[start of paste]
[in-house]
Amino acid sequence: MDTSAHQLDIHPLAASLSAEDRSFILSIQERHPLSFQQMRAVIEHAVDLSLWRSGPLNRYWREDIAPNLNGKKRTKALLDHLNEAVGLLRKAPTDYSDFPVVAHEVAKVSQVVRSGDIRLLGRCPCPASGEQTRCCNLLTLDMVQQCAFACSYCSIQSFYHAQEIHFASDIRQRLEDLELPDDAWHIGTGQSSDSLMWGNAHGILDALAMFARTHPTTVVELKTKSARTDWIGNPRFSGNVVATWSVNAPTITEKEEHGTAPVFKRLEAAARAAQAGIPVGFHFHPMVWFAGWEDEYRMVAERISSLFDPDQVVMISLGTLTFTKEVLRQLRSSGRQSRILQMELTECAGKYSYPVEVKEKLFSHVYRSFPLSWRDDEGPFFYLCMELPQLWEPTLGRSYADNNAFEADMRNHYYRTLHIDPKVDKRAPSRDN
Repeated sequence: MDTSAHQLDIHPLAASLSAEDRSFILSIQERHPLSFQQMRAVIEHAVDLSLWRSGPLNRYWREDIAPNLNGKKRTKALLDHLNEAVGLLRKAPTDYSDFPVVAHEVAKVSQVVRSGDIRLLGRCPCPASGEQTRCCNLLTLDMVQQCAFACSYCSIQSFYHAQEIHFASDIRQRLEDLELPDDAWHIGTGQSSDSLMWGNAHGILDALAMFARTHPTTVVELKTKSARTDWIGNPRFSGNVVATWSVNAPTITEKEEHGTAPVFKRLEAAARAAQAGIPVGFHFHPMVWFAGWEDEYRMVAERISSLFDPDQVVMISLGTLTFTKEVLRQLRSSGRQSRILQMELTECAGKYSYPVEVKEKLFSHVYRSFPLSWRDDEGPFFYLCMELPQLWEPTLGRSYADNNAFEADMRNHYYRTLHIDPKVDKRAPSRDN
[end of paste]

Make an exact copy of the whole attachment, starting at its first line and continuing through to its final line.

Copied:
[in-house]
Amino acid sequence: MDTSAHQLDIHPLAASLSAEDRSFILSIQERHPLSFQQMRAVIEHAVDLSLWRSGPLNRYWREDIAPNLNGKKRTKALLDHLNEAVGLLRKAPTDYSDFPVVAHEVAKVSQVVRSGDIRLLGRCPCPASGEQTRCCNLLTLDMVQQCAFACSYCSIQSFYHAQEIHFASDIRQRLEDLELPDDAWHIGTGQSSDSLMWGNAHGILDALAMFARTHPTTVVELKTKSARTDWIGNPRFSGNVVATWSVNAPTITEKEEHGTAPVFKRLEAAARAAQAGIPVGFHFHPMVWFAGWEDEYRMVAERISSLFDPDQVVMISLGTLTFTKEVLRQLRSSGRQSRILQMELTECAGKYSYPVEVKEKLFSHVYRSFPLSWRDDEGPFFYLCMELPQLWEPTLGRSYADNNAFEADMRNHYYRTLHIDPKVDKRAPSRDN
Repeated sequence: MDTSAHQLDIHPLAASLSAEDRSFILSIQERHPLSFQQMRAVIEHAVDLSLWRSGPLNRYWREDIAPNLNGKKRTKALLDHLNEAVGLLRKAPTDYSDFPVVAHEVAKVSQVVRSGDIRLLGRCPCPASGEQTRCCNLLTLDMVQQCAFACSYCSIQSFYHAQEIHFASDIRQRLEDLELPDDAWHIGTGQSSDSLMWGNAHGILDALAMFARTHPTTVVELKTKSARTDWIGNPRFSGNVVATWSVNAPTITEKEEHGTAPVFKRLEAAARAAQAGIPVGFHFHPMVWFAGWEDEYRMVAERISSLFDPDQVVMISLGTLTFTKEVLRQLRSSGRQSRILQMELTECAGKYSYPVEVKEKLFSHVYRSFPLSWRDDEGPFFYLCMELPQLWEPTLGRSYADNNAFEADMRNHYYRTLHIDPKVDKRAPSRDN